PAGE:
In contrast to the situation with blocks, imports of fillets and steaks — a category that undoubtedly includes mostly fillets — increased from just under 34,000 tonnes to just over 56,000 tonnes. That indicates fillets were becoming more popular, while blocks were decreasing in popularity.

The table only shows imports, so the numbers do not provide a clear picture of what was actually consumed in the U.S. In particular, the products made from Alaskan pollock, the species, did not originate in Alaska, the state.

Products made in Alaska are not classified as imports, so the imports likely came directly or indirectly from Russia, which fishes the same stocks in the Bering Sea. And we know that blocks made from Alaskan pollock took over many of the markets that formerly purchased cod blocks from Atlantic Canada, something that continues today.

The average import values show that blocks — once the main product of our industry — and the fish sticks made from them are both lower-valued products, compared to fillets and steaks. Indeed, the average import value of fish sticks was actually considerably lower in 2016 than it was 20 years earlier, even without taking price inflation into account.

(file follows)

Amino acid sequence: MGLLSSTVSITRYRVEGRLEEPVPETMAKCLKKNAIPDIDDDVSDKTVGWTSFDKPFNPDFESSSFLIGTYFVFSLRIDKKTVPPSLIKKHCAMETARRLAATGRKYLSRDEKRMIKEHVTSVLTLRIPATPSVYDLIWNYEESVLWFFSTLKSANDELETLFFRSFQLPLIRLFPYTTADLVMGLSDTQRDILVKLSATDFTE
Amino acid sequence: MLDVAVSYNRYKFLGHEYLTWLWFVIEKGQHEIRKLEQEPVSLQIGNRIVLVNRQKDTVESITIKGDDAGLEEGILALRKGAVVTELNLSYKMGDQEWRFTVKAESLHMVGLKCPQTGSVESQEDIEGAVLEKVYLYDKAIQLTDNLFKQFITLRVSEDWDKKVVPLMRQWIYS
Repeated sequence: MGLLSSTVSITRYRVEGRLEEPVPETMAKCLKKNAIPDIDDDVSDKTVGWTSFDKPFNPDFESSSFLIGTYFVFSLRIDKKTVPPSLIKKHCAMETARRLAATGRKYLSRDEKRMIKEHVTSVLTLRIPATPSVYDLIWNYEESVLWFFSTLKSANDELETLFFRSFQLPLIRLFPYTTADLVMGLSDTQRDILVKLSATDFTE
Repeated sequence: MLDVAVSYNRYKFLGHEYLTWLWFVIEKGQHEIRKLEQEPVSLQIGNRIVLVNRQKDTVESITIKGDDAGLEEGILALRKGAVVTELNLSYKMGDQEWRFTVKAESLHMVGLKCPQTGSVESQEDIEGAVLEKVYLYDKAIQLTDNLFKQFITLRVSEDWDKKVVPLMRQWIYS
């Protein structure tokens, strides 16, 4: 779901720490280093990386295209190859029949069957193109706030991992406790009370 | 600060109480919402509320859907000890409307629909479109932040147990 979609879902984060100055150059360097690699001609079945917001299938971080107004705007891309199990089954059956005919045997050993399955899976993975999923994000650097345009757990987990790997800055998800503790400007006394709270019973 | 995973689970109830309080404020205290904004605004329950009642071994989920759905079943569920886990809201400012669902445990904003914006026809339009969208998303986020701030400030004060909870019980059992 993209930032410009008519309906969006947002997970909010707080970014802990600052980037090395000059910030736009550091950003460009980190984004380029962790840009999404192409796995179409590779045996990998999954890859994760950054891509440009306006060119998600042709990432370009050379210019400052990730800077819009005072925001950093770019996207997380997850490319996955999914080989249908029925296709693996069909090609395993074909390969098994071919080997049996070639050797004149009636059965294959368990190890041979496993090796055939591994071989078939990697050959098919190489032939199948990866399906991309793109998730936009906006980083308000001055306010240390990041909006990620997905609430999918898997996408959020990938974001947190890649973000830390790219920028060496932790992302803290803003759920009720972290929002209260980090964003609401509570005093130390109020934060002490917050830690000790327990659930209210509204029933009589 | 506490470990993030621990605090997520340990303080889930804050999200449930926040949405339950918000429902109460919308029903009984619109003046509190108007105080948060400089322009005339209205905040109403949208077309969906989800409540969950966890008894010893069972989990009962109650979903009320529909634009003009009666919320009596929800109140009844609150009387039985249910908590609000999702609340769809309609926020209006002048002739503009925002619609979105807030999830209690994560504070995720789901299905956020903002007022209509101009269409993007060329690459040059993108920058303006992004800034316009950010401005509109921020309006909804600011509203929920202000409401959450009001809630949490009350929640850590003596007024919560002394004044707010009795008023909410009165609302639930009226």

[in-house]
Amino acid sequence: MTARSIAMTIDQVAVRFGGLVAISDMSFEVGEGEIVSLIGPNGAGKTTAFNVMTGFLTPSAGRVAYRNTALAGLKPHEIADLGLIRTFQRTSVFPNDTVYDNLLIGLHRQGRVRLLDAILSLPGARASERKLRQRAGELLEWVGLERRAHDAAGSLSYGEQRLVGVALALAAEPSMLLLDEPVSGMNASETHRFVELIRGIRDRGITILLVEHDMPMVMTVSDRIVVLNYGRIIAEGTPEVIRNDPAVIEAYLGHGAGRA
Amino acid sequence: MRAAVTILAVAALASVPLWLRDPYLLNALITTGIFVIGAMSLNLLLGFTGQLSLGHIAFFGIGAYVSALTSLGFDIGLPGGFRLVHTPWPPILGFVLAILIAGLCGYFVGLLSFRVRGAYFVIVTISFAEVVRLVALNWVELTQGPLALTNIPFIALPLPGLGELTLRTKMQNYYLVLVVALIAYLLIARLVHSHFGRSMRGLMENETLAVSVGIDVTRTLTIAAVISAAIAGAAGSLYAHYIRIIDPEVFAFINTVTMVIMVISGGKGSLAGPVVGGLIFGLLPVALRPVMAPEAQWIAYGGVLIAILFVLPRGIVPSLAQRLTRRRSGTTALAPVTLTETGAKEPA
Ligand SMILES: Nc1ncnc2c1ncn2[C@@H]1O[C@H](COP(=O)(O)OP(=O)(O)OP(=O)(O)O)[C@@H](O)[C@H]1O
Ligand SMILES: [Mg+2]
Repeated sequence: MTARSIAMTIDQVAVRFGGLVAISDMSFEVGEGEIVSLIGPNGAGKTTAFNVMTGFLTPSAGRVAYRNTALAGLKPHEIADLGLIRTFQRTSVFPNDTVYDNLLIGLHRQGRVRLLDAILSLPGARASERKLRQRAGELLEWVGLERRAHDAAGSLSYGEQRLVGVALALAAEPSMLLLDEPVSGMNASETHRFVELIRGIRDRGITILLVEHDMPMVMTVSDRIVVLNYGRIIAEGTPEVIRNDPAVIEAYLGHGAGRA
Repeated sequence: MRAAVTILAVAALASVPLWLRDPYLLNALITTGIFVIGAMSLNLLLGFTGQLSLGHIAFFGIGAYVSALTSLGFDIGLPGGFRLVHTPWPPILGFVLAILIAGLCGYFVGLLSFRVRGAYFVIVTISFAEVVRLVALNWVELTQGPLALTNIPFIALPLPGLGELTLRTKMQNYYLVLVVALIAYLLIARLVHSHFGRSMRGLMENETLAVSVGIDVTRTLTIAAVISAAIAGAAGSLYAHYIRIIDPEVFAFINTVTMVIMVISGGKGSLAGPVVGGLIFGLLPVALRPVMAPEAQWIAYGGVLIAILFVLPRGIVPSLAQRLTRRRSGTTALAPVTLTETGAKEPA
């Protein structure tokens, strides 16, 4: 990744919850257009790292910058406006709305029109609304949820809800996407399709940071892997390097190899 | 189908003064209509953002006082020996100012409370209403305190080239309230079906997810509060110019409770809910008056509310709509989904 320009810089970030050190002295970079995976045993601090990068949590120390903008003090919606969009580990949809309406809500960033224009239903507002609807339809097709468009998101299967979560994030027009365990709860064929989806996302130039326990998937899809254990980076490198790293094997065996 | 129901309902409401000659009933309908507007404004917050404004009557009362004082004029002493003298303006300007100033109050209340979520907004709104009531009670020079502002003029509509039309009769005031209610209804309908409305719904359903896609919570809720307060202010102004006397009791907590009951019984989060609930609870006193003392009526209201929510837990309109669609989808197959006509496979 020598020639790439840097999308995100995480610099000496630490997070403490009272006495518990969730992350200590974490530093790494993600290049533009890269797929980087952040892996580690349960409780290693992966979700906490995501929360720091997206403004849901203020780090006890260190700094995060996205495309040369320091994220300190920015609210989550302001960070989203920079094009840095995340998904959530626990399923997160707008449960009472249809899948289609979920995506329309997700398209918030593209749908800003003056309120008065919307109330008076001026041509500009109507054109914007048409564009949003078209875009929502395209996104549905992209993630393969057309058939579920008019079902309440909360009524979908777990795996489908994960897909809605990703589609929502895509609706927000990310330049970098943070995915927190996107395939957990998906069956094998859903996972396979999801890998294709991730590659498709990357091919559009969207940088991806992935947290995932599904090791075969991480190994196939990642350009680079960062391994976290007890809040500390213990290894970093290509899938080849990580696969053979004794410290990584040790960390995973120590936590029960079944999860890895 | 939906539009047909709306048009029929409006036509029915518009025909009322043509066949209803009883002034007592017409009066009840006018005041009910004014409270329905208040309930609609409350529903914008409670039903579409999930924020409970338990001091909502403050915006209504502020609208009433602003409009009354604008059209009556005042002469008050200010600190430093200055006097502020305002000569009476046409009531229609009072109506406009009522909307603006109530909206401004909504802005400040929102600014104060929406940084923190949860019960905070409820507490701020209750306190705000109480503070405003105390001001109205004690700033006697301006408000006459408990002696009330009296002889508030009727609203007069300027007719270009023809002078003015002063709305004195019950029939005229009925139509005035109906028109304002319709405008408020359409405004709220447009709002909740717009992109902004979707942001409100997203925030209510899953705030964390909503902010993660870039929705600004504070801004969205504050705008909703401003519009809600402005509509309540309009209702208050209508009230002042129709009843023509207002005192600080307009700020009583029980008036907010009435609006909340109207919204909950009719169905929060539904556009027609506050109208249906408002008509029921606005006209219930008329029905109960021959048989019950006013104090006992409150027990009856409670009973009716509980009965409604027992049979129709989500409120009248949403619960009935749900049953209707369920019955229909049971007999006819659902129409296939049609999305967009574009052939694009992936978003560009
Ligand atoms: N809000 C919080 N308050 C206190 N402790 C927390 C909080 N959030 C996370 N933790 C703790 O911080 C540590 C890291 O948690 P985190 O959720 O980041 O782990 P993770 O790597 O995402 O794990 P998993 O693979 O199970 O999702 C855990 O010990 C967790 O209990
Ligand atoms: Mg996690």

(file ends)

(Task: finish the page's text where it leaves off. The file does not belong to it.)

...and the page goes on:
The table shows the consumer price index (CPI) for both 1996 and 2016. Over that period, prices consumers paid for goods and services increased by 53 per cent, on average. However, average import values for regular blocks increased by only 44 per cent, less than the CPI and those for minced blocks increased by nearly 80 per cent, while values for fish sticks decreased nearly 17 per cent.

Apart from these overall quantities and prices, it can be observed in the table that cod products have higher values than products made from Alaskan pollock. And at least in 1996, Atlantic cod was more valuable than other cod, such as the cod from the Pacific.

The shellfish species present a somewhat different story. Over the 20 years, U.S. imports of snow crab and lobster increased by 1,469 per cent and 253 per cent, respectively. Imports of crab meat decreased by 19 per cent, while imports of lobster meat increased 398 per cent, but imports of both meat products were much smaller than imports of the species in the shell.

Increased imports of both snow crab and lobster were partly driven by increased supply from Canada. The increase in imports of crab were also driven by a decrease in supply from Alaska over the same period. But imports of lobster increased, even though the domestic U.S. supply also increased at the same time.